Thursday, October 4, 2012

Rant #816: Wally and the Beav

It is hard to believe, but 55 years ago today, “Leave It To Beaver” premiered on CBS.

The show, about a “typical” 1950s family living in suburbia, was never a ratings winner, never garnered an Emmy award, and, in fact, it was actually cancelled after its first season on CBS.

But it remains the penultimate late 1950s-early 1960s sitcom, and one of the best TV shows ever to appear on the small screen.

The idea for the show came from the Joe Connelly and Bob Mosher, the show’s creators/producers/writers. More to the point, the basic themes used in the show, and many of the comic situations, came directly from their own families.

The characters of Beaver, played by Jerry Mathers, and Wally, played by Tony Dow, came directly from Connelly and Mosher’s own children, and even the friends, like Larry Mondello, played by Rusty Stevens, and Eddie Haskell, played by Ken Osmond, were based on real-life friends of their children.

The basic theme of the show was simple: we are all judged by our actions, and we must all learn from our own experiences.

Hugh Beaumont, who played Ward Cleaver, and Barbara Billingsley, who played June Cleaver, were the perfect parents, but “Leave It To Beaver” was perhaps the first sitcom to see the world through kids’ eyes.

And seeing it through those eyes, June and Ward were perfect, Wally was the perfect brother, and Beaver … well, Theodore was truly the runt of the litter.

As the youngest member of the family, Beaver was the most naïve one, the one who could be the most taken by the pranks of others. He also wasn’t as good looking or athletic as his brother was, and he often got into mischief because he wasn’t as forward thinking as his brother.

But that is where the comedy came in.

Beaver got into scraps like getting weird haircuts, taking in pets that he tried to hide from his parents, ordering weird things in the mail, and climbing up onto a huge billboard to see how it worked.

He was often taken advantage of by not only his brothers’ friends, but his friends, too.

But when he got into these situations, his parents, and primarily his father, was able to dole out advice that would make the Beav understand what he did and why he was wrong.

No, Ward and June were not hitters, they were more psychological in the way they doled out punishment.

With a full six seasons of shows—one on CBS and five on ABC—Beaver, Wally and the others became a benchmark of that era, the pre-JFK assassination era which appeared to be a time of innoncence.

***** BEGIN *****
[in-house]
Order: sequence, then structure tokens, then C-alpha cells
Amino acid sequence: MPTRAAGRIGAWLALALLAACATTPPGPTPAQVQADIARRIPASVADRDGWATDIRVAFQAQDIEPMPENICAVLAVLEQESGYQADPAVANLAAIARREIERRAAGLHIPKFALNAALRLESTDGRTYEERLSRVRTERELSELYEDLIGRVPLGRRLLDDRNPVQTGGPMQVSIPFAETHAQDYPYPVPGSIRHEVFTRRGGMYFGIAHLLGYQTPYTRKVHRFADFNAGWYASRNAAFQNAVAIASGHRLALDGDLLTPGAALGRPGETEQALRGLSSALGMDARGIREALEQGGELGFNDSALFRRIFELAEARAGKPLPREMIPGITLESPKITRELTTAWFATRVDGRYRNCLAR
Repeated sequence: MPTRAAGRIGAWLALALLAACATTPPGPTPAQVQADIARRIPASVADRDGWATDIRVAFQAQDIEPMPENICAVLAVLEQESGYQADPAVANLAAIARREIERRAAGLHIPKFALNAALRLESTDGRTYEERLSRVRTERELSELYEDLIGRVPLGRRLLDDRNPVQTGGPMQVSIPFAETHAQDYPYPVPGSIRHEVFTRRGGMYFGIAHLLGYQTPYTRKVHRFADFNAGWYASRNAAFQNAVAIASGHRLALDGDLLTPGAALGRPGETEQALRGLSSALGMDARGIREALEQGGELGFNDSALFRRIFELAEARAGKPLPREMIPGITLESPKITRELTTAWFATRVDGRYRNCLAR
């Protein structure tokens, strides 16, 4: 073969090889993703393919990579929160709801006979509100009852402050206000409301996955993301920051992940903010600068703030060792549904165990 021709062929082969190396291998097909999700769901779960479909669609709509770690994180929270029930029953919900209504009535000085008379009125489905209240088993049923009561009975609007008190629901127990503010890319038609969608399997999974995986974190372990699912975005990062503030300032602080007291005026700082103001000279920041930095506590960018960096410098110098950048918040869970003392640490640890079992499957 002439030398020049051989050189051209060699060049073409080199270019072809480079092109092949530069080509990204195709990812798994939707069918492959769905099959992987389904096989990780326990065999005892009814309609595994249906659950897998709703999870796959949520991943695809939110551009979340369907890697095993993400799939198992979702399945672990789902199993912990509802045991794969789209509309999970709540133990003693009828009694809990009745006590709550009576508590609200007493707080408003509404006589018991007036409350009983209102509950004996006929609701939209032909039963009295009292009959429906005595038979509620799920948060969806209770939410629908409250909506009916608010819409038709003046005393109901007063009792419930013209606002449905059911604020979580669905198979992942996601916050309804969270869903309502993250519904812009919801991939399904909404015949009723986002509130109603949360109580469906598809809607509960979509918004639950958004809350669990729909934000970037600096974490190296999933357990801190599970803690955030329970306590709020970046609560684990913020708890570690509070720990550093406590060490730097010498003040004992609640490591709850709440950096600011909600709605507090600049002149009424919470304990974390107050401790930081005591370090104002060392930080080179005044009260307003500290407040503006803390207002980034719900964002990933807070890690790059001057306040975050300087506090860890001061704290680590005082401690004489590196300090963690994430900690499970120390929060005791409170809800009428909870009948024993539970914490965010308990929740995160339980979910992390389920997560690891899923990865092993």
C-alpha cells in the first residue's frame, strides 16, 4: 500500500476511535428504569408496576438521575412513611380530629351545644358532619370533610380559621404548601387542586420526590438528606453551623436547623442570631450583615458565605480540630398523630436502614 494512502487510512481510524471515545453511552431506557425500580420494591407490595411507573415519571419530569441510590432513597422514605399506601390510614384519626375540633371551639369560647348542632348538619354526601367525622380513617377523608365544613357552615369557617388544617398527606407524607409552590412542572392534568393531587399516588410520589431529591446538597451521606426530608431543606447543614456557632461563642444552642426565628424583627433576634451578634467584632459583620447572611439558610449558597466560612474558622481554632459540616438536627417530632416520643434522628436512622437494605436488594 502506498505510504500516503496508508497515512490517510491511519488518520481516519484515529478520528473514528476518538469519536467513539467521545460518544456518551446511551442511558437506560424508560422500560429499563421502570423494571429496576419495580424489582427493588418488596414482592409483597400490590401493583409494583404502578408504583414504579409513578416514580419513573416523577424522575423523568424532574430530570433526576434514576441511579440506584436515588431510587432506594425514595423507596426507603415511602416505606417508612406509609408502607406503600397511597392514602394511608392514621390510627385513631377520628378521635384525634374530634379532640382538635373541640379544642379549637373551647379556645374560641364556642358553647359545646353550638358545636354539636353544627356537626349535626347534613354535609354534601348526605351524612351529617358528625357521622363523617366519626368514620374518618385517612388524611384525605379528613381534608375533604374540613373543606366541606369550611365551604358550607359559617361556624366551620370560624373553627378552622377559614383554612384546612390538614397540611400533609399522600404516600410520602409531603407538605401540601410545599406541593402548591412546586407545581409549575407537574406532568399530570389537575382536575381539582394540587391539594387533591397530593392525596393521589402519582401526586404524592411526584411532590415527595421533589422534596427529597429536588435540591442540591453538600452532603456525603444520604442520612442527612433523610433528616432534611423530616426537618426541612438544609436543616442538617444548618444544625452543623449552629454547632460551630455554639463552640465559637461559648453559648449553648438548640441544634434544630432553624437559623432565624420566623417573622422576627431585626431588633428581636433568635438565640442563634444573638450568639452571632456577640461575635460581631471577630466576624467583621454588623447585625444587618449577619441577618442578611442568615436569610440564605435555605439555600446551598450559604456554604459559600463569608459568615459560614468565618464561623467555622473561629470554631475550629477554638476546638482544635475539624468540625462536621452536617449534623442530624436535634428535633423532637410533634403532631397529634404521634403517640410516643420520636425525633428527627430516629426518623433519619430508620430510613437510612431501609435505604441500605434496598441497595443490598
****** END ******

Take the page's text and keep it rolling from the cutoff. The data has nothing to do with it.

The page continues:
These kids had few cares, other than combing their hair the right way, and many have derided the show as being artificial.

I completely disagree. They did what they could during their era, and often dealt with situations, like divorce and minorities, in a calm, but insightful way.

Sure, the Mayfield that “Leave It To Beaver” was situated in was almost from a Norman Rockwell painting, but that was the era and time.

And without “Beaver,” there would not have been a Kevin Arnold character, nor a “Wonder Years,” which was really “Leave It To Beaver” 20 years later. I also often thought that there is also a link to the Beav with the "Our Gang" comedies, which put down the groundwork for a series seen through a child's eyes. Without the "Little Rascals," there would certainly had not been a "Beaver."

The show ended in 1963, and ended at the right time. Going off the air a few weeks prior to JFK’s assassination, “Beaver” could still show off its innocence without an unnecessary spotlight of being “old fashioned” negating its charms.

In fact, the last episode of the show was fully planned. Mathers wanted to leave acting and attend a regular high school, while Dow planned to go to college. So, the final episode was probably the first time a network TV show actually had a farewell, final episode: the Cleavers sit around in the living room looking at a scrapbook, and series highlights spring from the pictures that they see in the scrapbook.

I loved the show as a child, seeing it in endless reruns. As an adult, I own all the shows on DVD and whenever I watch a show, I still laugh and get a big kick out of it, much the same way I did decades earlier.

It truly is one of TV’s timeless shows, and its humor, and humility, holds up to this day.

So happy 55th birthday to “Leave It To Beaver,” and let’s be honest about it, haven’t you wished that you would have known both Wally and the Beav at one time or another when you were growing up?

(And on a side note, onto the playoffs--the Yankees are the American League Eastern Division champs once again, and will face the winner of the one-game Wild Card playoff between the Texas Rangers and the Baltimore Orioles. Also, congrats to the other teams who made the playoffs. This thing is so wide open, it's ridiculous. Any team can win, but I am pulling for the Yankees, of course.) 

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